Bill Gates, on the other hand, seems to have a philosophy that helping the weakest actually makes things better for everyone, which is why he has spent so much time, money, and political capital working on health outcomes in developing countries. This has resulted in significant improvements to the lives of many. Good Fruit in=Good Fruit out.
Example #2: Cisneros versus Erasmus
Two Renaissance figures that were immensely influential, for very different reasons. Francisco Jimenez de Cisneros was a key figure in the Inquisition and the late Crusades. He was “incorruptible,” with no obvious personal failings, and wholeheartedly devoted to his religion. He was also pitiless and cruel, and carried out mass persecution against dissenters in his own country and abroad. He perhaps more than any other figure embodies the Inquisition.
Desiderius Erasmus Roterodamus, on the other hand, was one of the early Humanists, combining devout Catholic faith with a deep belief in religious toleration. One might even say he was the father of religious freedom. Erasmus’ ideas greatly influenced the British, then the American reforms in the 17th Century that led to the end of the religious wars and the enshrining of religious freedom in the law.
Again: Shit in=Shit out. Two devoutly religious Catholics, two vastly different legacies.
There are plenty of others one could go with. Henry Ward Beecher, the abolitionist, versus Robert Lewis Dabney, Confederate chaplain, whose belief that black people are lazy and therefore should be denied any government assistance has become the de facto belief of the American Right.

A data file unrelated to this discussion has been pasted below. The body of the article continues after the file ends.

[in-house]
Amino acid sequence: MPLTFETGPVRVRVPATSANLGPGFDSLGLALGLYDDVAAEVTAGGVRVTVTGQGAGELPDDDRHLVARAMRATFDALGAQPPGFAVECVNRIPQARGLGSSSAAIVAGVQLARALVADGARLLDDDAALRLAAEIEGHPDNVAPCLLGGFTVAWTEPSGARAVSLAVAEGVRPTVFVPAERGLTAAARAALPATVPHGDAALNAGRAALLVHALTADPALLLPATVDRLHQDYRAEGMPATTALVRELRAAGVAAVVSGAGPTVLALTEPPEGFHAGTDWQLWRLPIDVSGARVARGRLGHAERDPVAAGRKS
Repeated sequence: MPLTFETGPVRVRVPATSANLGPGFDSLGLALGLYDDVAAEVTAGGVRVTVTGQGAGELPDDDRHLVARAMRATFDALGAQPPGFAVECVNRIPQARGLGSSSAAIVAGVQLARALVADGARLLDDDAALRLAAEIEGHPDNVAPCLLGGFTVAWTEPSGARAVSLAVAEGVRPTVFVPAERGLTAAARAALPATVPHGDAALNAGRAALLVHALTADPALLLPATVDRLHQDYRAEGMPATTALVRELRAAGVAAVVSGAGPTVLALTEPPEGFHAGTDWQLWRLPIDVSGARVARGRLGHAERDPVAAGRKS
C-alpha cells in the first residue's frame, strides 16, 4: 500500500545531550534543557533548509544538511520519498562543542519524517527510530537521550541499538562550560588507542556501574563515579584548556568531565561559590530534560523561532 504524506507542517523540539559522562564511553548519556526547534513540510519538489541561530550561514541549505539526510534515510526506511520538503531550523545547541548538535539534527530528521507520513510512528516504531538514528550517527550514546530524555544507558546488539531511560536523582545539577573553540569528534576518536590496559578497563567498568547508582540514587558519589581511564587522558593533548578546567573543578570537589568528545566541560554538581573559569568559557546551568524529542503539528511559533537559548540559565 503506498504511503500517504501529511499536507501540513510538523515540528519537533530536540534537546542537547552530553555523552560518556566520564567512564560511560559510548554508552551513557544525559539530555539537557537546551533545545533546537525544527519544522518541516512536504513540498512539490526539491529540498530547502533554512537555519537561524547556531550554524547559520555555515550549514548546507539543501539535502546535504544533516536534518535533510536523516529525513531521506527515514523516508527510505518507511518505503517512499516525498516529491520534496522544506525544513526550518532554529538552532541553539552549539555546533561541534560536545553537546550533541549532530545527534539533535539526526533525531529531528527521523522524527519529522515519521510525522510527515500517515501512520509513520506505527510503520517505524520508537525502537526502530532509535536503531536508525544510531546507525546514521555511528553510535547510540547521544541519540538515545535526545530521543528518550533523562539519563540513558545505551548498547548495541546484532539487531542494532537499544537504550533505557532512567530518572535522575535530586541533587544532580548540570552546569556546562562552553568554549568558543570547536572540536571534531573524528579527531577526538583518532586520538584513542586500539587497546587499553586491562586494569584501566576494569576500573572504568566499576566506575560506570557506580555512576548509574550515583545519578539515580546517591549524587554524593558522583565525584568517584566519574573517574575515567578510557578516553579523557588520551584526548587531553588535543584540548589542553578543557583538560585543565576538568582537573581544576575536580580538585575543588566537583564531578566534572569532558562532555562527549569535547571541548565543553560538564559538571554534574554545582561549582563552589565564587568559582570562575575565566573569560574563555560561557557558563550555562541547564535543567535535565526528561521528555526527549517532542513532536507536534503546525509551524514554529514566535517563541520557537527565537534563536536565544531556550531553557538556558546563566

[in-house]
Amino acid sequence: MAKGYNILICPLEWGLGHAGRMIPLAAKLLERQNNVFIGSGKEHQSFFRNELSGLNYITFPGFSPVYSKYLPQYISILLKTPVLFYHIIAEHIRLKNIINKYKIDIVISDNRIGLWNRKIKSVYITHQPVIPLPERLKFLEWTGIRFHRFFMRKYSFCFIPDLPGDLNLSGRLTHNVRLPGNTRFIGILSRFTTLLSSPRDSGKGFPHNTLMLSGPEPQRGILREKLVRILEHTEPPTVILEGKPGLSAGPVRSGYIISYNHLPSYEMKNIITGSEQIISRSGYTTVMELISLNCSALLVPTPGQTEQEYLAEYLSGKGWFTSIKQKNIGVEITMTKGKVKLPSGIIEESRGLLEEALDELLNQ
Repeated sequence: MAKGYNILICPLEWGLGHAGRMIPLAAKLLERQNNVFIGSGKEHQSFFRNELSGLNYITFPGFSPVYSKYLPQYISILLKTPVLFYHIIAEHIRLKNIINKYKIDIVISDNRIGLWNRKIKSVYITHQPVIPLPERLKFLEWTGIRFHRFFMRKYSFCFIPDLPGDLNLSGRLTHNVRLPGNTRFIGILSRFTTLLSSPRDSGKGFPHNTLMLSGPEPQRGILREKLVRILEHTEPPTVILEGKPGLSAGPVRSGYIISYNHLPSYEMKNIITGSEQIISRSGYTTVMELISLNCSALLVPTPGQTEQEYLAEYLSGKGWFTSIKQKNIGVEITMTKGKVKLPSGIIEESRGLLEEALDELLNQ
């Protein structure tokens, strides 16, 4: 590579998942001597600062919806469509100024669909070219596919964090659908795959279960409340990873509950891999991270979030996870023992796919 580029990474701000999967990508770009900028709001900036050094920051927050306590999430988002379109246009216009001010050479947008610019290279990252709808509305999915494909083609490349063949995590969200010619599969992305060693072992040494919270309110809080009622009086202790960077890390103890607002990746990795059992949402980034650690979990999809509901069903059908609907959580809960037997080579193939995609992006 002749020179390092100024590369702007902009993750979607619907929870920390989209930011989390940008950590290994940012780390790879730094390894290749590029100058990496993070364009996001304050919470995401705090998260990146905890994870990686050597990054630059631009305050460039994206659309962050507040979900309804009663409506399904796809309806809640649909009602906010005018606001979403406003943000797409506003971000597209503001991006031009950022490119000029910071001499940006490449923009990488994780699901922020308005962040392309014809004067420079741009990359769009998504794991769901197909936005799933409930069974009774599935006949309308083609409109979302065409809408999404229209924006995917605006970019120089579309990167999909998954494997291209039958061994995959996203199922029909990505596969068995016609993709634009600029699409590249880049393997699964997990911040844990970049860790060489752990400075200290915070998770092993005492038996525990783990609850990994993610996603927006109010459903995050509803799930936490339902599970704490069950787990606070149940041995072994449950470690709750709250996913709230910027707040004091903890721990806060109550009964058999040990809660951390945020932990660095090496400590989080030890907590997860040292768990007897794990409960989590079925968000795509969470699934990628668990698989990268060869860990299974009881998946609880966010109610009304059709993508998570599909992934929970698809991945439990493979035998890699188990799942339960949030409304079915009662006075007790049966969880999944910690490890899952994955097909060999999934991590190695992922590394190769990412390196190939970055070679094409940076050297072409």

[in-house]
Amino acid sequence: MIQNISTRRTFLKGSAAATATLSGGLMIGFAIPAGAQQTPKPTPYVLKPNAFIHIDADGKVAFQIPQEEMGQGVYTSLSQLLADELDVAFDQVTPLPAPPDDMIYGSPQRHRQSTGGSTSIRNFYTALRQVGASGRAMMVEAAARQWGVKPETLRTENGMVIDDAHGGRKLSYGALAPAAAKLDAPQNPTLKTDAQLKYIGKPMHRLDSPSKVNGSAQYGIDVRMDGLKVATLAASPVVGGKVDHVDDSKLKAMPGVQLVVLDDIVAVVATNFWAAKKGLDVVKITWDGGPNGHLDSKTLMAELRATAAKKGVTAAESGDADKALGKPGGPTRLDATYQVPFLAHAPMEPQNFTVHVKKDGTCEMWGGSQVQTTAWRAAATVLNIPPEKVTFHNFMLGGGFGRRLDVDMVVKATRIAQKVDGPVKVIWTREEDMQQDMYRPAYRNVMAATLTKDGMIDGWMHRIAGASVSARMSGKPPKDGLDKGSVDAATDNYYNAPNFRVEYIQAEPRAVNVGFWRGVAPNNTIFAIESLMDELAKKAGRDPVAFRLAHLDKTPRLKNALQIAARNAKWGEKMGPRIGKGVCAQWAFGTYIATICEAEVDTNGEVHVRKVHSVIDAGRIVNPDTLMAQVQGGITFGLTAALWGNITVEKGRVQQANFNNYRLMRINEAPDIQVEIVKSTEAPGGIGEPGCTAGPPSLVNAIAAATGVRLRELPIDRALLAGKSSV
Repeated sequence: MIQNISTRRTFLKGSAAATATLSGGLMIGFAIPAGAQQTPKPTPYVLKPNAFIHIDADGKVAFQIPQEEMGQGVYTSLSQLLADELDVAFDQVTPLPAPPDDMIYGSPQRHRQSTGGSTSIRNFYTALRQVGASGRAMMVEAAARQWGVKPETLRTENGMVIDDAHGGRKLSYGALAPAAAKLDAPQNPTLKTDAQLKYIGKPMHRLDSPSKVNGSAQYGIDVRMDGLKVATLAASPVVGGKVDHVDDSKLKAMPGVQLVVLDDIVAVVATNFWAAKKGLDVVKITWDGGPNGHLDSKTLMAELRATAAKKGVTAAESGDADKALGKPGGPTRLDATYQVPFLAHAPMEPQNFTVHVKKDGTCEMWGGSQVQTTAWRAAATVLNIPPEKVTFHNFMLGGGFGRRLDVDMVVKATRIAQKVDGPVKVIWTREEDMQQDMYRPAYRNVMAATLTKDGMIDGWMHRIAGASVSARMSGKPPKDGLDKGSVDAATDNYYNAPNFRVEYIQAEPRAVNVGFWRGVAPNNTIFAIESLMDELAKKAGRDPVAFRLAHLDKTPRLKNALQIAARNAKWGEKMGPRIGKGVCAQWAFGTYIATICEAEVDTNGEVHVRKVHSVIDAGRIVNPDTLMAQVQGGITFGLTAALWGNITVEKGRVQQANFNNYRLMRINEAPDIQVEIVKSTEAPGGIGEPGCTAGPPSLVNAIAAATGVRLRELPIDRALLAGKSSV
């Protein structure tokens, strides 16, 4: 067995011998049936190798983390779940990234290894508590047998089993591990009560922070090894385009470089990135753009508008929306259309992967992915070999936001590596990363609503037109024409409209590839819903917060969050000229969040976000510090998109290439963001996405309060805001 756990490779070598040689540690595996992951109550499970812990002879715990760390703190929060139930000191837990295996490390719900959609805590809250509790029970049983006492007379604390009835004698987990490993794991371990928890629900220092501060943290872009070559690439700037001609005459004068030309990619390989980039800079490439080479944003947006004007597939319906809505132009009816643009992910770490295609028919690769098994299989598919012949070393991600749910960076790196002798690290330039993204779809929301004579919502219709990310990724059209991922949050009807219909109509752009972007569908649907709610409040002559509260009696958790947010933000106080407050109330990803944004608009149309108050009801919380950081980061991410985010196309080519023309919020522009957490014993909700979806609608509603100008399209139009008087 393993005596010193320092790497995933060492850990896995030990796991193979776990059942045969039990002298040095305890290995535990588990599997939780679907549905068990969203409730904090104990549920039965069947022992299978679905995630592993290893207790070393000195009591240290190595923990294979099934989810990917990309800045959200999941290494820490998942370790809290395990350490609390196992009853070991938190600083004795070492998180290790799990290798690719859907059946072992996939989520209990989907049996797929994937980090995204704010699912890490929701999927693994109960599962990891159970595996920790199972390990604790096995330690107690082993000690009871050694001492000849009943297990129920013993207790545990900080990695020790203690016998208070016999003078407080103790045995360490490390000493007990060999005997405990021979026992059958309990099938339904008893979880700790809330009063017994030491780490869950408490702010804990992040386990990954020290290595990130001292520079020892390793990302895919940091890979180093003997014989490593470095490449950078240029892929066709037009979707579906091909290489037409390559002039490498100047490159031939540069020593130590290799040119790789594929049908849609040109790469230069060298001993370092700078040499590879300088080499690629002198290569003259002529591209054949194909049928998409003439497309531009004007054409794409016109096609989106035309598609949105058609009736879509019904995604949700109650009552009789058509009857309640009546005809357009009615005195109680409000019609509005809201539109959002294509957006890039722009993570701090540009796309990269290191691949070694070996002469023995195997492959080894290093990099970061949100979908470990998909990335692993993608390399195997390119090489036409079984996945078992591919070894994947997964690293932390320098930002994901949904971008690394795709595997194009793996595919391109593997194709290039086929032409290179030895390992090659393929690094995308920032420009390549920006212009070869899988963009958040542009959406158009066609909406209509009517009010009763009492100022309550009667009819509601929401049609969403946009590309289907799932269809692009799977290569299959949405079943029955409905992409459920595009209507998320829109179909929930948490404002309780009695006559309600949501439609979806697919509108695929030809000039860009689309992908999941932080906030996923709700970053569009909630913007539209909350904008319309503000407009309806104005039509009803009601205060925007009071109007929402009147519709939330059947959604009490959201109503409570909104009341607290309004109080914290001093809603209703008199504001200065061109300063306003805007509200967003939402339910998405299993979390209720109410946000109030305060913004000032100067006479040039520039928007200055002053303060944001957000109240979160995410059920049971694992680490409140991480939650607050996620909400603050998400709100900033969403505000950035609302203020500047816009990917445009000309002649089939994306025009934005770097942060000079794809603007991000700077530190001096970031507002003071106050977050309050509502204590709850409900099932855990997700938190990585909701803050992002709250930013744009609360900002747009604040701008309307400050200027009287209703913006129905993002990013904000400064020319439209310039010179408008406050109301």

Ibn Rushd, the 12th Century Muslim philosopher who seems shockingly modern on issues such as feminism, freedom of thought and religion, and tolerance. Or Ayatollah Khomeini, who famously called for the assassination of Salman Rushdie, for having the gall to question a few verses in the Koran.
You can see the two kinds of fruit - good and bad - in every religious (or non-religious) tradition. It isn’t the existence of religion or philosophy or its influence on politics that is the problem, it is WHICH beliefs are influencing politics.
In my experience, what most people object to when it comes to religion in politics will fit into the following categories:
1. Special privileges for one religion over others (or no religion.)
2. Persecution of people outside of the favored religion.
3. The use of the law to enforce religious rules on others.
I hope to discuss these in future installments.
While this is specifically about Theofascism, which requires the use of government power, Theofascism is inseparable from the Culture Wars(™) that gave them birth. And these wars are being fought at multiple levels, not just at the level of government. It is being fought at the social level, with Cultural Fundamentalist communities and churches doing their best to exclude dissenters. And it is being fought at the family level - that’s my own experience as well. As Fundies see their numbers dwindle, their children reject their bigotry (yes, I use that word intentionally: see a future post), and their influence in the broader culture fade, they are becoming increasingly belligerent and even violent. (See the attempted coup at the Capitol.) Much of what this and future installments discuss may be most dangerous when it becomes a public policy goal. But it is also highly damaging to relationships at the lower levels as well.